Abstract: We study cultural diffusion in a complex network where the transition probabilities are determined by a cultural transmission technology with endogenous vertical transmission rates (a la Bisin and Verdier, 2001). We derive a two-way epidemic model in which both the infection and the recovery rates are endogenous and depend on the topology of the network. First, we identify a "social structure bias" in cultural transmission that determines the direction of cultural change relating the economic structure of parental socialization incentives to the social network structure. Second, we characterize two balancing conditions satisfied by the network degree distribution and the vertical transmission rate distribution to ensure the sustainability of long run cultural heterogeneity. Third, we show how paternalistic motivations for endogenous cultural transmission interact with the "social structure bias" channel and maintain steady state cultural diversity for any network structure.
    Keywords: cultural transmission; diffusion; mean-field; social networks
    JEL: C73 L14 O33
    Date: 2015–07
  3. By: Philippe Bich (Paris School of Economics - Centre d'Economie de la Sorbonne); Rida Laraki (LAMSADE - Université de Dauphine et Département d'Economie - Ecole Polytechnique)
    Abstract: Endogenous sharing rules was introduced by Simon and Zame to model payoff indeterminacy in discontinuous games. Their main result concerns the existence of a solution, i.e., a mixed Nash equilibrium and an associated sharing rule. This note extends their result to abstract economies where, by definition, players are restricted to pure strategies, and provide an interpretation of Simon and Zame's model in terms of preference incompleteness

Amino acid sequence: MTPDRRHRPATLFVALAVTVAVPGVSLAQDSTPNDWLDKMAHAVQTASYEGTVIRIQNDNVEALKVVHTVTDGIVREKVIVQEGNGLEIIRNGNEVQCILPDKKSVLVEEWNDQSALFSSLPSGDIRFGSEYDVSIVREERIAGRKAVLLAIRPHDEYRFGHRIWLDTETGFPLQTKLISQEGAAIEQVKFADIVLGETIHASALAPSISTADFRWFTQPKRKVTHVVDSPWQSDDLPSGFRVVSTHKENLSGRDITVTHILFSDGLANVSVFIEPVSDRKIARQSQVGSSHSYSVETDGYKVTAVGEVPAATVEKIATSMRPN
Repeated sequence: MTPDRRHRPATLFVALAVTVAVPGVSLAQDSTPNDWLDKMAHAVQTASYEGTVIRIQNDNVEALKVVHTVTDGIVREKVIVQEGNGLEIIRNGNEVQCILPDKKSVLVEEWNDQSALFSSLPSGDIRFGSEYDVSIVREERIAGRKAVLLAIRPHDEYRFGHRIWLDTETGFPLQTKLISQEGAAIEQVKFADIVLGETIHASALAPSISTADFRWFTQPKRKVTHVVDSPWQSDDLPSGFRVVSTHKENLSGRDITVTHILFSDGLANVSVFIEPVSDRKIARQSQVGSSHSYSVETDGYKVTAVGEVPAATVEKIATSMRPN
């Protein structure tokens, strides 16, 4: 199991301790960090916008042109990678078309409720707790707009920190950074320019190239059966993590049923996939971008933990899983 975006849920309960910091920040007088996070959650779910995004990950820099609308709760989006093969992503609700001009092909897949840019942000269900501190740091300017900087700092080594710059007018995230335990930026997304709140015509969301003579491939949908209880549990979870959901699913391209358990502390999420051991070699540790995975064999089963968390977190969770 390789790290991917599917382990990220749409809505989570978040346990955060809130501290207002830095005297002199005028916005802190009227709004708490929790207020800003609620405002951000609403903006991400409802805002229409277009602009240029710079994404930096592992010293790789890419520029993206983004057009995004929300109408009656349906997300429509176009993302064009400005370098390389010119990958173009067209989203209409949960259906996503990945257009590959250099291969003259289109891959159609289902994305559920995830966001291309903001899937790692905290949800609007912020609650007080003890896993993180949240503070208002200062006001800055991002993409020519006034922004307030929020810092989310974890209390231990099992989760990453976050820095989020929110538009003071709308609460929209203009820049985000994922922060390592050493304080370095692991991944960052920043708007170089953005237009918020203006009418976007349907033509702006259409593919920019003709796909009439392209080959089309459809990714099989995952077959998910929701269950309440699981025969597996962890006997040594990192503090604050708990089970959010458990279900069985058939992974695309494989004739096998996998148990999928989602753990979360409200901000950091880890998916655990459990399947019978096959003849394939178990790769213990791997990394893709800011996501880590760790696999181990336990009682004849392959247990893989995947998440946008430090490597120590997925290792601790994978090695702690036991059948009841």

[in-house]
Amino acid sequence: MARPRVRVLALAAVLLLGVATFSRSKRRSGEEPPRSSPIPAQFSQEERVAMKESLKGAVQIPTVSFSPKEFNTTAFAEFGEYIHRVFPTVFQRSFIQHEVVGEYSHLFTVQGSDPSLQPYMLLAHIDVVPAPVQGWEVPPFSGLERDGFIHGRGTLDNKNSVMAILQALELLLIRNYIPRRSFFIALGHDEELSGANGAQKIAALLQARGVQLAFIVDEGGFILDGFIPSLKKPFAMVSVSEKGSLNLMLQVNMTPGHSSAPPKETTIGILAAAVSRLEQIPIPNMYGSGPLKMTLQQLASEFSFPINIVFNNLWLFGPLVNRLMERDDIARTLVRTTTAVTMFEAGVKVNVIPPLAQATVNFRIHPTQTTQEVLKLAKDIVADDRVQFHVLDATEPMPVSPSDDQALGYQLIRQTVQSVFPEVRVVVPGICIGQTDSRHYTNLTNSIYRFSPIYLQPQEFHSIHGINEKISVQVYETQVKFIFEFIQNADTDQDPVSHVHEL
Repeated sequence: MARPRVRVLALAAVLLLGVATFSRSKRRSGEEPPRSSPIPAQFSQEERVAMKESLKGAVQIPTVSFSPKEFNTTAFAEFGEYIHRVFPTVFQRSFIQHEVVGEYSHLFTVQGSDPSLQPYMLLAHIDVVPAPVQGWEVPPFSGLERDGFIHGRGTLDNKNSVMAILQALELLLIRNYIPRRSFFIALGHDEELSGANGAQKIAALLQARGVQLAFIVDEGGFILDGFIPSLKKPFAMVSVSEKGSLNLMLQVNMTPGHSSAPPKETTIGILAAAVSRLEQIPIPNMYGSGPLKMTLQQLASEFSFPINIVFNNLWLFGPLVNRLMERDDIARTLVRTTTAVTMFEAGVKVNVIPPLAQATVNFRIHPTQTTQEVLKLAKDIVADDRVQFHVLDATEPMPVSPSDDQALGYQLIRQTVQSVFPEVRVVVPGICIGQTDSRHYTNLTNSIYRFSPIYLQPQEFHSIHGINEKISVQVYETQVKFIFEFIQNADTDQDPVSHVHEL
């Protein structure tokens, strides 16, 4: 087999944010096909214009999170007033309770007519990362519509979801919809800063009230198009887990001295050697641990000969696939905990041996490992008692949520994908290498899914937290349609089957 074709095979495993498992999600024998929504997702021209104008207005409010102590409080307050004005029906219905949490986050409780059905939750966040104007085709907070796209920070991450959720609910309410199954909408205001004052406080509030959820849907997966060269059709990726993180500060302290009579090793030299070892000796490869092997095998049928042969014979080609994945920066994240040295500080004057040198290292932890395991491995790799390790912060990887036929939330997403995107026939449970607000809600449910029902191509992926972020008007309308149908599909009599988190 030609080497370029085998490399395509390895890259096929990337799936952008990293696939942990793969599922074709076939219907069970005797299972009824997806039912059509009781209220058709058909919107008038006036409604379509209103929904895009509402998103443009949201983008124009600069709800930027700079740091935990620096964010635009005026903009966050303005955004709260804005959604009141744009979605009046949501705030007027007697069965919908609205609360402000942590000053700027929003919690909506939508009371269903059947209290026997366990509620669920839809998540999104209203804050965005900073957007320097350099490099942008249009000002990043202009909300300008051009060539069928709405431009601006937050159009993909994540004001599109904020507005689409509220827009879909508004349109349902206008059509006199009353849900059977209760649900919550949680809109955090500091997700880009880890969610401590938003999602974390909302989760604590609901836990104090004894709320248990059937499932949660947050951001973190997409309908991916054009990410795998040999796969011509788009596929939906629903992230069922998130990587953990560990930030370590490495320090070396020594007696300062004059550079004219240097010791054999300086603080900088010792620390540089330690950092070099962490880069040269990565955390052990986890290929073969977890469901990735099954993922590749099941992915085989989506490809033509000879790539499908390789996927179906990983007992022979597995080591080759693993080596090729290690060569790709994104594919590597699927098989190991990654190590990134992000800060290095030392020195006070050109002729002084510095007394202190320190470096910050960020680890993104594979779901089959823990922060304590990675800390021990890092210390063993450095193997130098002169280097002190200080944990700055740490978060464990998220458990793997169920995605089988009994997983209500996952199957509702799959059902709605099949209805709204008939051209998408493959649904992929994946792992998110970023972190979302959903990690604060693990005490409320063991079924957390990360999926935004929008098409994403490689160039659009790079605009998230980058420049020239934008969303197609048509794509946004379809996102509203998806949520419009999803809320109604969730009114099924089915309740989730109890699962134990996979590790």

Keywords: abtract economies; endogenous sharing rules; competitive equilibrium; incomplete and discontinuous preferences; better-reply security
    JEL: C02 C62 C72 D50
    Date: 2015–06
  4. By: Svizzero, Serge; Tisdell, Clem
    Abstract: The commencement of agriculture in the Holocene era is usually seen as heralding the beginning of a chain of events that eventually resulted in the Industrial Revolution and in modern economic development. The purpose of this paper is to outline and critically review theories about why and how agriculture first began. It also classifies these theories according to whether they are based on agriculture’s development as a response to food deprivation, to a food surplus, or neither of these factors. Because agriculture began independently in several different geographical centres, it seems unlikely that the switch of early societies from hunting and gathering to agriculture was the result of the same cause in all of these locations. Moreover, the paper provides some new suggestions as to why hunters and gatherers were motivated to commence or increase their dependence on agriculture in some locations. Views about the role of natural resources and institutions in the development of agriculture are also discussed.
    Keywords: Agricultural commencement, Domestication, Institutions, Natural endowments, Neolithic transition., Community/Rural/Urban Development, Crop Production/Industries, Land Economics/Use, Research and Development/Tech Change/Emerging Technologies, O1, N00, P00, P52, Z13.,
    Date: 2014–08–30